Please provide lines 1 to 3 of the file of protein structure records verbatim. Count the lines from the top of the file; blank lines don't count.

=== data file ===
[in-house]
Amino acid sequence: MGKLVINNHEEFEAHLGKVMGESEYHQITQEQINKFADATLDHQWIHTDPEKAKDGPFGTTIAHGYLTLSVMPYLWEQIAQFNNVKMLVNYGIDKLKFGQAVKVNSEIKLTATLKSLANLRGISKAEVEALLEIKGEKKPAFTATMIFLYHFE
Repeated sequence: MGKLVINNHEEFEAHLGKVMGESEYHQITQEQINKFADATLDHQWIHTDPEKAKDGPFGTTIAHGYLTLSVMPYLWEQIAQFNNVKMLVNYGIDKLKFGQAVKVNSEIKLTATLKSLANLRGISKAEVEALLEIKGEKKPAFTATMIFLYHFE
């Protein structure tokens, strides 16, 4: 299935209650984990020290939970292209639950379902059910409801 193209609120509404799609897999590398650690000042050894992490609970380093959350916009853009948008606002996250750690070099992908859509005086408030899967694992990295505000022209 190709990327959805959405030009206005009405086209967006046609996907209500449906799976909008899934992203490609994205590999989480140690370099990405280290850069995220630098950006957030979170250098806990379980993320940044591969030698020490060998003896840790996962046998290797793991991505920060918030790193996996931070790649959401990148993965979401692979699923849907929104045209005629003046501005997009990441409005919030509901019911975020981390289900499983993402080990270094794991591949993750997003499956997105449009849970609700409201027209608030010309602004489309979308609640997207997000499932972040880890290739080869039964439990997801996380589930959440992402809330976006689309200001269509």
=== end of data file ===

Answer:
[in-house]
Amino acid sequence: MGKLVINNHEEFEAHLGKVMGESEYHQITQEQINKFADATLDHQWIHTDPEKAKDGPFGTTIAHGYLTLSVMPYLWEQIAQFNNVKMLVNYGIDKLKFGQAVKVNSEIKLTATLKSLANLRGISKAEVEALLEIKGEKKPAFTATMIFLYHFE
Repeated sequence: MGKLVINNHEEFEAHLGKVMGESEYHQITQEQINKFADATLDHQWIHTDPEKAKDGPFGTTIAHGYLTLSVMPYLWEQIAQFNNVKMLVNYGIDKLKFGQAVKVNSEIKLTATLKSLANLRGISKAEVEALLEIKGEKKPAFTATMIFLYHFE